I love that this makes me “notorious.” I’m not dangerous enough to be notorious for anything else. Colonies or residencies are places that offer writers—and artists, and composers—the space and time to create. That’s the gift, and it’s often given for free. At colonies, you get your own writing studio and then gather together with the other artists during breakfast and dinner for conversation and sharing work. There are no assignments. There is no one looking over your shoulder. Your time is yours. It’s intensely inspiring and very, very productive for me (especially when there is no internet in my writing studio). The opening of The Walls Around Us was written at the Millay Colony in Austerlitz, New York, and then the outline was written at the Hambidge Center in Rabun Gap, Georgia. Finally, a good part of the first draft of The Walls Around Us was written at the MacDowell Colony in Peterborough, New Hampshire—I wrote 43,258 words of the book there in a span of two weeks. I can’t imagine what this book would be without those gifts of time, and I’m very grateful for the support.
The Walls Around Us has a truly striking cover that ties in with the book beautifully. What was the process of creating it like, and how involved were you?
Here’s how involved I was in the creation of my fantastic and utterly perfect book cover: I was sitting at my desk idly one day when an email came in from my editor at Algonquin with this beauty attached. I could not believe my luck. The designer is Connie Gabbert and I loved how she picked a significant yet subtle element from inside the story—those climbing vines—and made a true piece of art with it. I couldn’t love this cover more. It’s everything I wanted and didn’t know how to articulate.
The book is full of gorgeous epigraphs by authors such as Margaret Atwood, Edna St. Vincent Millay, and Heather O’Neill. Could you tell us a little more about them and why they’re such perfect for choices for The Walls Around Us?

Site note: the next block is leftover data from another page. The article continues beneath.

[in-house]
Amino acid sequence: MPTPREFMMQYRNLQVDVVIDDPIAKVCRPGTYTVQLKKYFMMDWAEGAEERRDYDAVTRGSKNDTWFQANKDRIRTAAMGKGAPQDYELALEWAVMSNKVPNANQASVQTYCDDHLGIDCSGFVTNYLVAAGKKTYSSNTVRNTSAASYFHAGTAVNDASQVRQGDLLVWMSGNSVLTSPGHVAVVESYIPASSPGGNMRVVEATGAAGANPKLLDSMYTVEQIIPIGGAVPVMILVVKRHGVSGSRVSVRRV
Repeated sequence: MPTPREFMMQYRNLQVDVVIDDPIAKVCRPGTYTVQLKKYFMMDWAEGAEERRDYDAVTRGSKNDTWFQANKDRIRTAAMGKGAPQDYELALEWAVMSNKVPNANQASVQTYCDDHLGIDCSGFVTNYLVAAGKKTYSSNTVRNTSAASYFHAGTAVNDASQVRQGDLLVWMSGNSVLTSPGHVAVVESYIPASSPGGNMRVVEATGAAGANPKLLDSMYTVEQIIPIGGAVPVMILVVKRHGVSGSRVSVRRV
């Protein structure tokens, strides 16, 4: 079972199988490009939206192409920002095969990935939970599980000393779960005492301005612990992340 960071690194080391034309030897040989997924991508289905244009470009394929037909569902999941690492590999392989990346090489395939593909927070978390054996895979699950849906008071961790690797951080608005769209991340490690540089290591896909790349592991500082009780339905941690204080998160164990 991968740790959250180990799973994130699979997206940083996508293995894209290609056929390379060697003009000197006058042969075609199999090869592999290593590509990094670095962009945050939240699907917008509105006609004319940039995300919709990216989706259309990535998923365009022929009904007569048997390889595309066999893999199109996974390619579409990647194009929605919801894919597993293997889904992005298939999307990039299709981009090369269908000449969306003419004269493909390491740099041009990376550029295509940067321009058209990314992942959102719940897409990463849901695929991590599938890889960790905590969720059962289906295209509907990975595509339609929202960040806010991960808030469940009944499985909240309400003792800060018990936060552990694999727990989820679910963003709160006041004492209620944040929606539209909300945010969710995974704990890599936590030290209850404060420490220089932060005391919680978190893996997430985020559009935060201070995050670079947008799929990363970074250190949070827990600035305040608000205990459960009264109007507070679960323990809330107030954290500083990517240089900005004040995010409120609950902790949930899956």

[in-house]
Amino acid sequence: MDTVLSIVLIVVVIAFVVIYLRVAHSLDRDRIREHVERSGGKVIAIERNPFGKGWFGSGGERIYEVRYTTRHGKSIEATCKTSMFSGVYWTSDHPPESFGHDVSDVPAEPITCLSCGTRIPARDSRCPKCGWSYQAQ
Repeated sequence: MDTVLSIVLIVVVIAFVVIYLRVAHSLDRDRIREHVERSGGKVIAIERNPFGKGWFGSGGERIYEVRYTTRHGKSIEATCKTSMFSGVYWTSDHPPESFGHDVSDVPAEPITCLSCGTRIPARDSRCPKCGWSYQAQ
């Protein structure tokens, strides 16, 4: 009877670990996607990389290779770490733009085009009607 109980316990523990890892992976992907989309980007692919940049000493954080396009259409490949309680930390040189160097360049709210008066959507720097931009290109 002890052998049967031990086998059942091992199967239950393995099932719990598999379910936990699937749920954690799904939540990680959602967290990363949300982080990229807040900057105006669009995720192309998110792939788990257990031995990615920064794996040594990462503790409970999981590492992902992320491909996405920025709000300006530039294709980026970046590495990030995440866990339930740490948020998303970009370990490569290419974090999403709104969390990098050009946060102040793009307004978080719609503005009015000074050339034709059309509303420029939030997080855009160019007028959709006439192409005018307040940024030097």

Just like the book cart and the prison library, these epigraphs are connected to me quite personally. These are books and writers that led me to be the writer I am today, all favorites of mine from different points in my life. I’ll start with the very first one and let you come to the others on your own, as you read the book. I discovered The Handmaid’s Tale on my mother’s bookshelf when I was twelve years old. This book, and Margaret Atwood’s other novels, blew my mind and caught my heart. These were stories about girls and women written by a woman…and it was the first time I realized this could be. That women’s and girls’ stories were worthy of being made into books. That maybe I, a girl, might be able to grow up to be a writer, too. I was so honored when Margaret Atwood—via her assistant, of course—gave me permission to use this quote as an epigraph in The Walls Around Us. My twelve-year-old self could not stop shaking.
What can you tell us about what’s next for the Works of Nova Ren Suma?
I’m writing a new novel now and all I can tell you is that it will be my next book with Algonquin and I wish it were more fully formed and had more of a face so I could tell you more. Alas. But you can also find me with a short story called “The Birds of Azalea Street” in the upcoming YA horror anthology Slasher Girls & Monster Boys, coming in August from Dial/Penguin. My story is dark magical realism in suburbia, starring girls of course, and very, very me.
What other books are you excited for releasing this year?
I was honored to blurb some wonderful books this year: My Heart and Other Black Holes, by Jasmine Warga (now available), is gut-wrenching and extraordinary. Bone Gap, by Laura Ruby (now available), is surreal and exquisite. The Weight of Feathers, by Anna-Marie McLemore, (coming September 2015) is hypnotic and dazzling. And Blood & Salt, by Kim Liggett (also coming September 2015), is darkly seductive and gorgeous.
I’ll leave you with a book I want everyone to read—EVERYONE. It’s the brilliant and stunning and important new novel by Courtney Summers: All the Rage, coming April 14 from St. Martin’s Press. Please read this book so we can talk about it.